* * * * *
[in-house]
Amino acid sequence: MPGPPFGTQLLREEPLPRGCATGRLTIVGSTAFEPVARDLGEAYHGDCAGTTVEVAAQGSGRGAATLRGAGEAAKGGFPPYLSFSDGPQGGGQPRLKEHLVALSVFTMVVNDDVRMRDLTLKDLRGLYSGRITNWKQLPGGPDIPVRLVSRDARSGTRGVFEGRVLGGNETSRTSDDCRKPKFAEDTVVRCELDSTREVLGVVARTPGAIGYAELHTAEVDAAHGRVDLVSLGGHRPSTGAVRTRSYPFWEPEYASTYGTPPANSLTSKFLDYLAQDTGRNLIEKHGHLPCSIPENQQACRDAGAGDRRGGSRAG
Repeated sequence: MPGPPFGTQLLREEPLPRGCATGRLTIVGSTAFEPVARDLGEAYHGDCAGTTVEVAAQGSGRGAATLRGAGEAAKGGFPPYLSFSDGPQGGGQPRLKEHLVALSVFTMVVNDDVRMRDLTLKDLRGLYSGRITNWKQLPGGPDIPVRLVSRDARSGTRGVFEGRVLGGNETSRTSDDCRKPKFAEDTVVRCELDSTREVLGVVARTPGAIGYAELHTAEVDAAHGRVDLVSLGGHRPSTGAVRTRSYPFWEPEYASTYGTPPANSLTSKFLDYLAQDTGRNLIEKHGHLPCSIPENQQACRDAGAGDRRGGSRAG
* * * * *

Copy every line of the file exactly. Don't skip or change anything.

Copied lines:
[in-house]
Amino acid sequence: MPGPPFGTQLLREEPLPRGCATGRLTIVGSTAFEPVARDLGEAYHGDCAGTTVEVAAQGSGRGAATLRGAGEAAKGGFPPYLSFSDGPQGGGQPRLKEHLVALSVFTMVVNDDVRMRDLTLKDLRGLYSGRITNWKQLPGGPDIPVRLVSRDARSGTRGVFEGRVLGGNETSRTSDDCRKPKFAEDTVVRCELDSTREVLGVVARTPGAIGYAELHTAEVDAAHGRVDLVSLGGHRPSTGAVRTRSYPFWEPEYASTYGTPPANSLTSKFLDYLAQDTGRNLIEKHGHLPCSIPENQQACRDAGAGDRRGGSRAG
Repeated sequence: MPGPPFGTQLLREEPLPRGCATGRLTIVGSTAFEPVARDLGEAYHGDCAGTTVEVAAQGSGRGAATLRGAGEAAKGGFPPYLSFSDGPQGGGQPRLKEHLVALSVFTMVVNDDVRMRDLTLKDLRGLYSGRITNWKQLPGGPDIPVRLVSRDARSGTRGVFEGRVLGGNETSRTSDDCRKPKFAEDTVVRCELDSTREVLGVVARTPGAIGYAELHTAEVDAAHGRVDLVSLGGHRPSTGAVRTRSYPFWEPEYASTYGTPPANSLTSKFLDYLAQDTGRNLIEKHGHLPCSIPENQQACRDAGAGDRRGGSRAG